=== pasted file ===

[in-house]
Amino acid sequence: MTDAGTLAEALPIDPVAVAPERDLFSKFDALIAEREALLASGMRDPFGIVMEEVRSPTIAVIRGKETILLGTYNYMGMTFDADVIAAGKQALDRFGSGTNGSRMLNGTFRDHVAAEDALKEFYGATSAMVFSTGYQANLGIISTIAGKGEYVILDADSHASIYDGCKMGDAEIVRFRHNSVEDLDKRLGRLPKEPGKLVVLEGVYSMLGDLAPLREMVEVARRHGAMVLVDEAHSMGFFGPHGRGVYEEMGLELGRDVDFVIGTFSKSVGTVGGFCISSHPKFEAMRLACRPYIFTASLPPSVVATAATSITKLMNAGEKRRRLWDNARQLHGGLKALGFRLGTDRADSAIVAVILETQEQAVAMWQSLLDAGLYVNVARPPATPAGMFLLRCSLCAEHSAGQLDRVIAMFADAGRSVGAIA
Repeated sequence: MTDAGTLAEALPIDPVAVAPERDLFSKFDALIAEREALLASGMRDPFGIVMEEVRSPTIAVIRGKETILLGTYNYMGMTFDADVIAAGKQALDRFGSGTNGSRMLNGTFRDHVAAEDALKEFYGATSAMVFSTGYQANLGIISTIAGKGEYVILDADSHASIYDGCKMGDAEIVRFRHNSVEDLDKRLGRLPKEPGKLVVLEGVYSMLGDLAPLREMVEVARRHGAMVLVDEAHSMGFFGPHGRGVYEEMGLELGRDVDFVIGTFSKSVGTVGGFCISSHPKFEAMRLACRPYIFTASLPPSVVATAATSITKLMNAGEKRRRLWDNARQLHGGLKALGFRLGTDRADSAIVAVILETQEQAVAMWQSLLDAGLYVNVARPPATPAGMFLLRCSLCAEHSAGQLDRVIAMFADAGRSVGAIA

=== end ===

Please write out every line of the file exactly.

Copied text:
[in-house]
Amino acid sequence: MTDAGTLAEALPIDPVAVAPERDLFSKFDALIAEREALLASGMRDPFGIVMEEVRSPTIAVIRGKETILLGTYNYMGMTFDADVIAAGKQALDRFGSGTNGSRMLNGTFRDHVAAEDALKEFYGATSAMVFSTGYQANLGIISTIAGKGEYVILDADSHASIYDGCKMGDAEIVRFRHNSVEDLDKRLGRLPKEPGKLVVLEGVYSMLGDLAPLREMVEVARRHGAMVLVDEAHSMGFFGPHGRGVYEEMGLELGRDVDFVIGTFSKSVGTVGGFCISSHPKFEAMRLACRPYIFTASLPPSVVATAATSITKLMNAGEKRRRLWDNARQLHGGLKALGFRLGTDRADSAIVAVILETQEQAVAMWQSLLDAGLYVNVARPPATPAGMFLLRCSLCAEHSAGQLDRVIAMFADAGRSVGAIA
Repeated sequence: MTDAGTLAEALPIDPVAVAPERDLFSKFDALIAEREALLASGMRDPFGIVMEEVRSPTIAVIRGKETILLGTYNYMGMTFDADVIAAGKQALDRFGSGTNGSRMLNGTFRDHVAAEDALKEFYGATSAMVFSTGYQANLGIISTIAGKGEYVILDADSHASIYDGCKMGDAEIVRFRHNSVEDLDKRLGRLPKEPGKLVVLEGVYSMLGDLAPLREMVEVARRHGAMVLVDEAHSMGFFGPHGRGVYEEMGLELGRDVDFVIGTFSKSVGTVGGFCISSHPKFEAMRLACRPYIFTASLPPSVVATAATSITKLMNAGEKRRRLWDNARQLHGGLKALGFRLGTDRADSAIVAVILETQEQAVAMWQSLLDAGLYVNVARPPATPAGMFLLRCSLCAEHSAGQLDRVIAMFADAGRSVGAIA